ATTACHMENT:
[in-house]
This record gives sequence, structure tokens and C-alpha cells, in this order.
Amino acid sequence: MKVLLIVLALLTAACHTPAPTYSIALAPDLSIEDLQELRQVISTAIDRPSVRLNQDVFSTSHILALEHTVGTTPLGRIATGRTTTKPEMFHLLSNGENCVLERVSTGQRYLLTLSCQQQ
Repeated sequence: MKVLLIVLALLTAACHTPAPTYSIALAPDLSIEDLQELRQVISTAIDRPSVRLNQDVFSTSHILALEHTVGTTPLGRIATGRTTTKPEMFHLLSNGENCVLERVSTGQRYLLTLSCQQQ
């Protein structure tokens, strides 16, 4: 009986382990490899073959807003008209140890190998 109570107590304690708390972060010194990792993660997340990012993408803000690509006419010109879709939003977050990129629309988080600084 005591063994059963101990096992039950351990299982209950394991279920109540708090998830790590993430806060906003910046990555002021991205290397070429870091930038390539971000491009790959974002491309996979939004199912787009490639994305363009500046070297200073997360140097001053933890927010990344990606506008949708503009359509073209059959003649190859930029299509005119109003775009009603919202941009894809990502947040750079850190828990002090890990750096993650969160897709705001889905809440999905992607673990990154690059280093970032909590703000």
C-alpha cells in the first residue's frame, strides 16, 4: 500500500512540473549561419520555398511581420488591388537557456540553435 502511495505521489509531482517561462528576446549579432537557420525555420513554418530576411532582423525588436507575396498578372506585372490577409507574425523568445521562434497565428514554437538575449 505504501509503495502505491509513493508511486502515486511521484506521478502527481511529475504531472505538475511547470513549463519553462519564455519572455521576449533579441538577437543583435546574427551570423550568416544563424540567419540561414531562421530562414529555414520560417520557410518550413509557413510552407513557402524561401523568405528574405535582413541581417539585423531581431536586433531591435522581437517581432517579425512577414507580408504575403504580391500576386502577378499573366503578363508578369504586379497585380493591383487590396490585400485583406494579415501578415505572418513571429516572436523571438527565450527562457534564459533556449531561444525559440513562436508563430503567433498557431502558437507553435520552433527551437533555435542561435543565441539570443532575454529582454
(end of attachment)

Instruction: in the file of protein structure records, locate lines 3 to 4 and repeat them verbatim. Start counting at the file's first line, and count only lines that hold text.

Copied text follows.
Amino acid sequence: MKVLLIVLALLTAACHTPAPTYSIALAPDLSIEDLQELRQVISTAIDRPSVRLNQDVFSTSHILALEHTVGTTPLGRIATGRTTTKPEMFHLLSNGENCVLERVSTGQRYLLTLSCQQQ
Repeated sequence: MKVLLIVLALLTAACHTPAPTYSIALAPDLSIEDLQELRQVISTAIDRPSVRLNQDVFSTSHILALEHTVGTTPLGRIATGRTTTKPEMFHLLSNGENCVLERVSTGQRYLLTLSCQQQ